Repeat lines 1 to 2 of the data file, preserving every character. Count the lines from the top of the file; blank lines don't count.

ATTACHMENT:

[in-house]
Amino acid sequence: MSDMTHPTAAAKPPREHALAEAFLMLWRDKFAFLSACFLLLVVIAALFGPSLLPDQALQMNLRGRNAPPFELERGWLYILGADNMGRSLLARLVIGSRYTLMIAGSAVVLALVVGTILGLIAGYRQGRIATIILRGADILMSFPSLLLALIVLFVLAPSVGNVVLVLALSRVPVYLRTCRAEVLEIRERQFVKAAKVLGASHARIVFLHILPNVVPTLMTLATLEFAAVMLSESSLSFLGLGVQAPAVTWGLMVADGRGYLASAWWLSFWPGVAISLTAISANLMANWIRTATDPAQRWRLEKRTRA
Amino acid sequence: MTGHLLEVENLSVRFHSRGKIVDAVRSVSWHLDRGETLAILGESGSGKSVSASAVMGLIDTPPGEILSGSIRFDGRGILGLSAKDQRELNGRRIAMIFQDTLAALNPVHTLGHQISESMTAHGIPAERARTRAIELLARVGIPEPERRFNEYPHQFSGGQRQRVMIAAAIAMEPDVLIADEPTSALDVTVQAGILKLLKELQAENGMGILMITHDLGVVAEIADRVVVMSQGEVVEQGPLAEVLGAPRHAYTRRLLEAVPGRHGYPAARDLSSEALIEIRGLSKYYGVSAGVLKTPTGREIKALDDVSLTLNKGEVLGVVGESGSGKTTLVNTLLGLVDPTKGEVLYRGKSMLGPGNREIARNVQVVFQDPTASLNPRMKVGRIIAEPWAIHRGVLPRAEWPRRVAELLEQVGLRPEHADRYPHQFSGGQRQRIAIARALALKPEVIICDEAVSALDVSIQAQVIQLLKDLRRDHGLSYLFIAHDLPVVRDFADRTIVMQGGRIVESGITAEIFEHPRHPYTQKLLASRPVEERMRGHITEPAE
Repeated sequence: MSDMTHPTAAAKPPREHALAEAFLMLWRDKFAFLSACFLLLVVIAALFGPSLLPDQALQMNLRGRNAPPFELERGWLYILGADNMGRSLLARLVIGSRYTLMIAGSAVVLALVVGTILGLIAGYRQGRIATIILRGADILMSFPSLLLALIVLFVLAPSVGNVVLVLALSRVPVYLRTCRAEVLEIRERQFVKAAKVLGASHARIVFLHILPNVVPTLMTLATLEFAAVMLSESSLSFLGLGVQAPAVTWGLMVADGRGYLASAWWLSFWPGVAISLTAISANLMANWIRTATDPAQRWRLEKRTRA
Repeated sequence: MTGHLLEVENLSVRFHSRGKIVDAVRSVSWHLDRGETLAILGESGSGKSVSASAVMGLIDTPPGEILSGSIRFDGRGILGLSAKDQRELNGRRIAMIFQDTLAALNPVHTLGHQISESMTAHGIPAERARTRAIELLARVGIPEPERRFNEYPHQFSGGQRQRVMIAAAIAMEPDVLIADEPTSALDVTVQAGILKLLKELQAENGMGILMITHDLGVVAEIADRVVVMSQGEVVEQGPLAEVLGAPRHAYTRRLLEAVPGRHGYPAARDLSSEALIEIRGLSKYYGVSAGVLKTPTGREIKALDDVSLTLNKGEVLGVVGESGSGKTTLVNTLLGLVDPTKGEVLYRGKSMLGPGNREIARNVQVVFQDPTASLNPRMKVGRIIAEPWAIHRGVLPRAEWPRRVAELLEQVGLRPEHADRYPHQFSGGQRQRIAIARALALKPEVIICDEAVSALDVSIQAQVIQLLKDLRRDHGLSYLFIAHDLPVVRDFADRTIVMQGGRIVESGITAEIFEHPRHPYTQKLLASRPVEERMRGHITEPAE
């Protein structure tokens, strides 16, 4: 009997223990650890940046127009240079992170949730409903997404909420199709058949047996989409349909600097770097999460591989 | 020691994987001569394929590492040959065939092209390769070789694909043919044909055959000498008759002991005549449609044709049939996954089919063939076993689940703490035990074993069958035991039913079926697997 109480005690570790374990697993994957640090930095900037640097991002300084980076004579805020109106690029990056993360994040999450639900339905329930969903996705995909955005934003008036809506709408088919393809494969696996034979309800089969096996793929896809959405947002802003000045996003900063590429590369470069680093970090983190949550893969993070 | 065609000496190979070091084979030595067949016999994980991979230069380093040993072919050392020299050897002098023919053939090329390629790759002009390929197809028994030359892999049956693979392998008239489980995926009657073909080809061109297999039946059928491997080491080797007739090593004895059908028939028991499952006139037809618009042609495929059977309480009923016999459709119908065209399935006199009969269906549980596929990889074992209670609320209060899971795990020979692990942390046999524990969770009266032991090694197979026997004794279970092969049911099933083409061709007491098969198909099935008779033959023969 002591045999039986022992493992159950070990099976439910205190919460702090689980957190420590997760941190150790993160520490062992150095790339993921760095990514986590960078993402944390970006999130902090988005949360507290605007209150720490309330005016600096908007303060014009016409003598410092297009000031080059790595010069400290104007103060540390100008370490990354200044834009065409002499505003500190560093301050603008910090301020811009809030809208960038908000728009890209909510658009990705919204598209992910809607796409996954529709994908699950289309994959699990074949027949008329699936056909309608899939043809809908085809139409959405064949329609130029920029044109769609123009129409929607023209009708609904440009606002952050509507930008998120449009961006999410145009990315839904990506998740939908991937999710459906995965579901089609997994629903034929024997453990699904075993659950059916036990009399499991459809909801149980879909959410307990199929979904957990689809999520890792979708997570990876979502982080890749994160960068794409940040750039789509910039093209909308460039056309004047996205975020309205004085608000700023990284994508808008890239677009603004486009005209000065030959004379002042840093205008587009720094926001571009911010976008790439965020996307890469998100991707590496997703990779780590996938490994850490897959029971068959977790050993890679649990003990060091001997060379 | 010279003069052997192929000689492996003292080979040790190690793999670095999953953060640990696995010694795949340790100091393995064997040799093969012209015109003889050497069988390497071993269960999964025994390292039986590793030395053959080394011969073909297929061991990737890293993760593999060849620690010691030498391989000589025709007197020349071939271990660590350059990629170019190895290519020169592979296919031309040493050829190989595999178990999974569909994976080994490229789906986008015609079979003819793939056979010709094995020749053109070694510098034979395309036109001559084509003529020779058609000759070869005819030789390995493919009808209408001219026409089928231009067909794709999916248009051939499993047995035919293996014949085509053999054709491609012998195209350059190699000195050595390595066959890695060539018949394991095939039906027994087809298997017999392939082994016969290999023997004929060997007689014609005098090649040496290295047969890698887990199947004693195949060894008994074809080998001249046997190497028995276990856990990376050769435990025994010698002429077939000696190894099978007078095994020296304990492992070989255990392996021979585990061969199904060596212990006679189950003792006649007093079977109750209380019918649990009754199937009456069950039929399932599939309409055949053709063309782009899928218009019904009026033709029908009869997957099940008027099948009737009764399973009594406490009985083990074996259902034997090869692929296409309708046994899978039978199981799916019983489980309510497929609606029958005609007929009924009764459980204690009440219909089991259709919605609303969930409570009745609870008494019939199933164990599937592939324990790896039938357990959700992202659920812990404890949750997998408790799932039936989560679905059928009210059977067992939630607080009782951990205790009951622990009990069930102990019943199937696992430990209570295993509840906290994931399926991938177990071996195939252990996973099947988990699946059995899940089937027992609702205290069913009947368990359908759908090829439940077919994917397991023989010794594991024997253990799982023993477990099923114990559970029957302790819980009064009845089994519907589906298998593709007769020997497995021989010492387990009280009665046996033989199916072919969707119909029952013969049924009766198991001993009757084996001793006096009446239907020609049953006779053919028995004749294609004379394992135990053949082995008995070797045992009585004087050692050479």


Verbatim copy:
[in-house]
Amino acid sequence: MSDMTHPTAAAKPPREHALAEAFLMLWRDKFAFLSACFLLLVVIAALFGPSLLPDQALQMNLRGRNAPPFELERGWLYILGADNMGRSLLARLVIGSRYTLMIAGSAVVLALVVGTILGLIAGYRQGRIATIILRGADILMSFPSLLLALIVLFVLAPSVGNVVLVLALSRVPVYLRTCRAEVLEIRERQFVKAAKVLGASHARIVFLHILPNVVPTLMTLATLEFAAVMLSESSLSFLGLGVQAPAVTWGLMVADGRGYLASAWWLSFWPGVAISLTAISANLMANWIRTATDPAQRWRLEKRTRA